The use of transgenic crops has been promoted as safer for humans and the environment than use of broad-spectrum insecticides (Pimentel and Raven 2000). However, most field corn in the US corn belt is not treated for above-ground insect pests, and most corn hybrids already have substantial resistance to corn borers (Barry and Darrah 1991).

The approach taken in the registration of transgenic corn and in its current use in pest management has been narrowly focused on insecticidal toxicity, but we believe that a more comprehensive approach is required (see, e.g., Stern et al. 1959, Lewis et al. 1997), one that considers the ecological complexity of agroecosystems (Figure 1b). We have outlined in this article the potential benefits and ecological risks of the use of Bt corn. These potential risks are not thoroughly ad-dressed in the US governmental registration process, an over-sight that should be attended to.

The widespread and unquestioned acceptance of Bt corn by the agricultural research, regulatory, and educational communities is similar to the rapid adoption and deployment of synthetic insecticides in the early 1950s. During that time, ecologically based management programs suffered, and predicted adverse ecological and environmental effects were generally ignored, resulting in limited management options for farmers as targeted species developed resistance and non-target predator and parasitoid species declined. We are not advocating the elimination of Bt corn, nor do we discount the potential benefits of biotechnology for agriculture. We do argue, however, that a balanced examination of Bt corn suggests ways to improve the regulatory process and to incorporate this technology into an integrated control framework, and we caution against the acceptance of yet another silver bullet for pest management.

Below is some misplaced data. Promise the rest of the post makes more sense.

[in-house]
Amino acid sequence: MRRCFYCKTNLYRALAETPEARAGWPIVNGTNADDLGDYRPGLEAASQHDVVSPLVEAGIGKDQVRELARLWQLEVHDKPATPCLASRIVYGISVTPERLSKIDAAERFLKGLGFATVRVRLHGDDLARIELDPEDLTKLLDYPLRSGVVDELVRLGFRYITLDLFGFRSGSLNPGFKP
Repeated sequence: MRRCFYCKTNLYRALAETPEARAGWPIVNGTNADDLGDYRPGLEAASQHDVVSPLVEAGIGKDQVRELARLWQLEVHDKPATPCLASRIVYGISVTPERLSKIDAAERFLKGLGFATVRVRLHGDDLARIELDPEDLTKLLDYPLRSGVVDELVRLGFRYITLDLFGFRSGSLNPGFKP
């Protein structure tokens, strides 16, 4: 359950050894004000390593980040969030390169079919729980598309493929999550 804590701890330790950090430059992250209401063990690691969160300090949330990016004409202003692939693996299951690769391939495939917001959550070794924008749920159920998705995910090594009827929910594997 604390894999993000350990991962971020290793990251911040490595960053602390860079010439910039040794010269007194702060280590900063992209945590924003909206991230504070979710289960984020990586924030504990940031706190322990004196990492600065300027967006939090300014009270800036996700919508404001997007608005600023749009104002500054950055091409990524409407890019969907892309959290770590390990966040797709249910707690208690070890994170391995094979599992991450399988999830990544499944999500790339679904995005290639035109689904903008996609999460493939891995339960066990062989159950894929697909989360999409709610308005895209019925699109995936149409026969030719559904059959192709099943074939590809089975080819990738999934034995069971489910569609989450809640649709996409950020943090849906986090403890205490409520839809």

Acknowledgments

We thank the following colleagues for their critical reviews of this manuscript:
Timothy Kring, Robert O'Neil, Marlin Rice, Elson Shields, and Robert Wiedenmann. Research support for J. J. O. and L. C. H. J. has been provided by the Leopold Center for Sustainable Agriculture and the Iowa Agricultural and Home Economics Experiment Station. L. C. H. J. has been supported by an EPA STAR Fellowship. This paper is Journal Paper No. J-18713 of the Iowa Agricultural and Home Economics Experiment Station, Ames, Iowa, Project No. 3437, and supported by Hatch Act and State of Iowa funds.

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May 2001 / Vol. 51 No. 5 * BioScience 359 Articles John J. Obrycki (e-mail: jobrycki@iastate.edu) is a professor in the Department of Entomology and chair of the Ecology and Evolutionary Biology program, Iowa State University, Ames, IA 50011

Laura C. H. Jesse, an EPA STAR (Science to Achieve Results) Fellow, also works in the Department of Entomology at Iowa State.

John E. Losey is an assistant professor in the Department of Entomology at Cornell University, Ithaca, NY 14853.

Orley R. Taylor is a professor in the Department of Entomology and in the Department of Ecology and Evolutionary Biology at the University of Kansas, Lawrence, KS 66045.

2001 American Institute of Biological Sciences.